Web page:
Think about your typical desktop browser. Even if it is not maximized, it almost certainly has a width of at least 960 pixels — that is a lot of space to place lots of columns of text and images. If you compare that with a smartphone in portrait mode, you are looking at a device with about 480 pixels of width. That is half the screen space. And a feature phone has even less space, 320 pixels or less in many cases.
If you create a page with a fixed-width layout 960 pixels wide, it will look great on your desktop monitor. But the first time you view it in a tablet, it’s going to look small. And then on a smartphone it will look even more cramped or the customer will have to scroll sideways to see the entire thing. And on a feature phone, the page might not display correctly at all.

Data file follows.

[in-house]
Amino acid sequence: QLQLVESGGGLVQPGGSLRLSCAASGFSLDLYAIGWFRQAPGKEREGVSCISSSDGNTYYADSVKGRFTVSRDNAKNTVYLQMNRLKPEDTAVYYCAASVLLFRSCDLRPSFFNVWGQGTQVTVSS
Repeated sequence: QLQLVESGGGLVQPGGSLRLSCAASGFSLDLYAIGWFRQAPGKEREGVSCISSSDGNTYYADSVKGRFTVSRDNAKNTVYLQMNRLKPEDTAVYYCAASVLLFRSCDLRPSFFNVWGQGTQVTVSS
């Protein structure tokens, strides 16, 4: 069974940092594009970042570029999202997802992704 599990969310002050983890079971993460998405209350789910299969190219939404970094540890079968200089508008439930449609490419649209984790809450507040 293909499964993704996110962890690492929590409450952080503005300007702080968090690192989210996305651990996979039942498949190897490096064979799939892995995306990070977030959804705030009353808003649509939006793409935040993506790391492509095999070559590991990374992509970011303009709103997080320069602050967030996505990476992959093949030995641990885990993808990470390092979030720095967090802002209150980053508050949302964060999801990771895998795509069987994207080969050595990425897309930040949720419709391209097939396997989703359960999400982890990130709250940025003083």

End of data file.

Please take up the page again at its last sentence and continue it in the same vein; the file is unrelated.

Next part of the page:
Instead, with responsive design you create a design that works for the devices that visit your site. But unlike previous methods for handling mobile designs, you don’t create a separate site for every type of mobile browser that you want to support. You would use a detection script that might or might not work to send the mobile devices to another website that you had to maintain. Responsive design simply looks at the features of the device viewing the page, and delivers the styles appropriate for that device.